Today Zoom, a popular video conferencing company, filed to go public. The San Jose firm had raised $145.5 million while private. It joins Lyft, Pinterest, and a host of other highly-valued companies in going public this year.
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In recent quarters, Zoom has become well-known for its pervasive airport advertising.
The company’s revenue growth has been impressive in recent years, its filing indicates, and unlike most companies going public this year, Zoom has shown an ability to not lose nigh-infinite capital. It’s even posted some positive net income.
The Big Numbers
RelatedHow To Read An S-1
Zoom’s fiscal calendar ends on January 31 of each year. That’s a common setup among SaaS companies, giving salespeople a shot at closing their fourth quarter in stronger shape than could be managed with a calendar-year final month.
In its fiscal year ending January 31, 2017, Zoom posted $60.8 million in revenue, breaking effectively even in the process. The company grew more than 100 percent the following year, wrapping January 31, 2018, with $151.5 million in revenue, and a slimmer $3.8 million in net losses.
In its most recent fiscal year concluding January 31, 2019, Zoom more than doubled again to $330.5 million, generating $7.6 million in net income (before non-cash costs wiped the positive result to zero, but that’s a quibble).
So Zoom is a fast-growing company that loses very little money. In 2019, that makes it a true unicorn: something rare and valuable. Strip out share-based compensation costs and the company looks even healthier.
Turning to margins, in its most recent fiscal year, Zoom posted a gross margin of about 81.5 percent, a stellar figure for a company going public at Zoom’s size. Put another way, that fiscal year’s more than $330 million in revenue generated nearly $270 million in gross profit.
The company also generates cash. In its most-recent fiscal year, operating activities kicked out over $51 million for the firm. Accounting for its $39.7 million cash burn from investing activities, Zoom is still free cash-flow positive. Again, at its growth rate, that’s an impressive result.
It’s not clear what Zoom will value itself at during the IPO process; its $100 million raise figure listed on its S-1 is more than likely a slim placeholder. But for its investors, the company is getting to the finish line healthy, and at a time in which growth is hot.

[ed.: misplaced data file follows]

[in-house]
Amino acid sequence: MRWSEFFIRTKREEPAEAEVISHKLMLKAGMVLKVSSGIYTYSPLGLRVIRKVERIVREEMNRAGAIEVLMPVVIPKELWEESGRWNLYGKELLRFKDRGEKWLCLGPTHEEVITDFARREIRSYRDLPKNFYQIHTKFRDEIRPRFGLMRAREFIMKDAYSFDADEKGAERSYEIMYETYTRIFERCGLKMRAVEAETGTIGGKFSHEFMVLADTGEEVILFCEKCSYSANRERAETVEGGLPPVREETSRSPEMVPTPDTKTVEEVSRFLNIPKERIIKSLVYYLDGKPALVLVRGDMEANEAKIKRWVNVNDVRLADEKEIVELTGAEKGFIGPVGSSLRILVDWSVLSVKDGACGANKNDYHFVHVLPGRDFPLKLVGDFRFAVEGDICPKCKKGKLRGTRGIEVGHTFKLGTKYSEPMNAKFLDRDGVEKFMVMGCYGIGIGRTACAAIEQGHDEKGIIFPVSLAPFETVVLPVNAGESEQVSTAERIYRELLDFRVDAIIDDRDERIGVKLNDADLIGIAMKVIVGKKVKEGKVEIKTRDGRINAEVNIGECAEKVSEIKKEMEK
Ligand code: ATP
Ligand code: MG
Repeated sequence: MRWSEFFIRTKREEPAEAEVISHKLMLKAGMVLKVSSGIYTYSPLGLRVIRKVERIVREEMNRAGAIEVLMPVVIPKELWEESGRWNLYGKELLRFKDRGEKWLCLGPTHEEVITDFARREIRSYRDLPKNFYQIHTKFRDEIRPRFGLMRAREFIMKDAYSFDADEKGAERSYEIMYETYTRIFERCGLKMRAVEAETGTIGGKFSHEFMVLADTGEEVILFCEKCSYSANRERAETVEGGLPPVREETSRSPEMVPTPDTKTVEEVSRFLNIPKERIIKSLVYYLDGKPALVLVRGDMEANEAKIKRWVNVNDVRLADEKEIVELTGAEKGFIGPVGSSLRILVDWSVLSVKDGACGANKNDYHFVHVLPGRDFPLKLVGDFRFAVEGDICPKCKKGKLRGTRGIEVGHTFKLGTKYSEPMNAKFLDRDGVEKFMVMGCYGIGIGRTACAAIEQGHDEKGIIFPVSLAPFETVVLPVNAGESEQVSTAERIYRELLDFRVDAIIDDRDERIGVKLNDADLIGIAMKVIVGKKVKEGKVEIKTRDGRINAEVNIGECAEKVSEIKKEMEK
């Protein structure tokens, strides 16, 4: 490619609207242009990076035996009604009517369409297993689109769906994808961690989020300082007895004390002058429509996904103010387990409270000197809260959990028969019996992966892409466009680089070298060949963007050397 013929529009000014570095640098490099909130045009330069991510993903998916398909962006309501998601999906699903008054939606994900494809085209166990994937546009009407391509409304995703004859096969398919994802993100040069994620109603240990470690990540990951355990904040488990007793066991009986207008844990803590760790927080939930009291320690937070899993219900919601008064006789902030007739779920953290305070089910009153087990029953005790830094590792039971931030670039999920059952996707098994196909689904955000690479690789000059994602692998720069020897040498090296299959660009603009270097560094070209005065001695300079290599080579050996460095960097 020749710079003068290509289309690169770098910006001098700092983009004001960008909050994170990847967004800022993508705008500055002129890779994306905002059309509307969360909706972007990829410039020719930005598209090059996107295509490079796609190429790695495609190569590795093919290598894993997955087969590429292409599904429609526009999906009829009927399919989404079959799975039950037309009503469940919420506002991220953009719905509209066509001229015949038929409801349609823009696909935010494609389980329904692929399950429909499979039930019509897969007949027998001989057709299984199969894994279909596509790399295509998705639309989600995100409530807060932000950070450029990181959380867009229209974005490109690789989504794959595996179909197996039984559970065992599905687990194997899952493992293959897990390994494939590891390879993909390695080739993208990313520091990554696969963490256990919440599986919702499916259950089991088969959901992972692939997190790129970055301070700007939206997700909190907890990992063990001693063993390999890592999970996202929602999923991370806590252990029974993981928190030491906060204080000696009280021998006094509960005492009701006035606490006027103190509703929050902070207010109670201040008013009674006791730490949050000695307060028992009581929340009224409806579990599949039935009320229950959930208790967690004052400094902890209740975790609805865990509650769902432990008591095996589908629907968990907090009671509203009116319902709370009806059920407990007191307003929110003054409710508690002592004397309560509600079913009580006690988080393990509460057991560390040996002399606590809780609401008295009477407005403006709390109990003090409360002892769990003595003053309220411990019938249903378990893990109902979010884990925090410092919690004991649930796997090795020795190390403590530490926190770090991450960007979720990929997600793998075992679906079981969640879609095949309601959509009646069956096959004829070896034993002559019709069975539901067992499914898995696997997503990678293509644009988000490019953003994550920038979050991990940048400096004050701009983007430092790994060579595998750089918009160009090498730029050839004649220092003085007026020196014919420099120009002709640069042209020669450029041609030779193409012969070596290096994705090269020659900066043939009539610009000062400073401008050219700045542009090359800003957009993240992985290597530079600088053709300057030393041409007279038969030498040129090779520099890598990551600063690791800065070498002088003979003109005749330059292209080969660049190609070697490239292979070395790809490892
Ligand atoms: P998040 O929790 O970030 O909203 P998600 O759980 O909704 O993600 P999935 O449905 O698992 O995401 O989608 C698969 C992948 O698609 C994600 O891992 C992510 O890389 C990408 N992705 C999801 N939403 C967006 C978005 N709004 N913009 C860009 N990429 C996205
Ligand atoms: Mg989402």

Who Owns What
The company’s most recent round was a $100 million Series D led by Sequoia Capital. Other investors include Emergence Capital and Horizon Ventures.1 Let’s break down which investors own what, according to the S-1.
Sequoia Capital wound up with 11.4 percent of the company, Emergence owns 12.5 percent, and Digital Mobile Ventures has a 9.8 percent share in the firm.
Now onto the single entities with some power. Eric S. Yuan, the CEO and founder of Zoom, will own 22% of the company.Chinese billionaire Li Ka-shing has a reported 6.1 percent piece, owned through an affiliated fund called Bucantini Enterprises Limited. The current executives and directors own 36.7 percent of the company.
See our chart below for a visual break down.
A Fun Watch
In its most recent quarter, the three months ending on January 31, 2019, Zoom posted just under $106 million in revenue and net income of $5.7 million. It was the firm’s first quarter of more than $100 million in revenue, and was the most profitable quarter that the firm broke out.
That means Zoom is wrapping up its life as a private company in good form; how investors will value the company is now the only question I can summon. And if all the money-losing companies that have done well provide any context, pricing should be hella fun to watch.
More when Zoom drops some initial share-price guidance.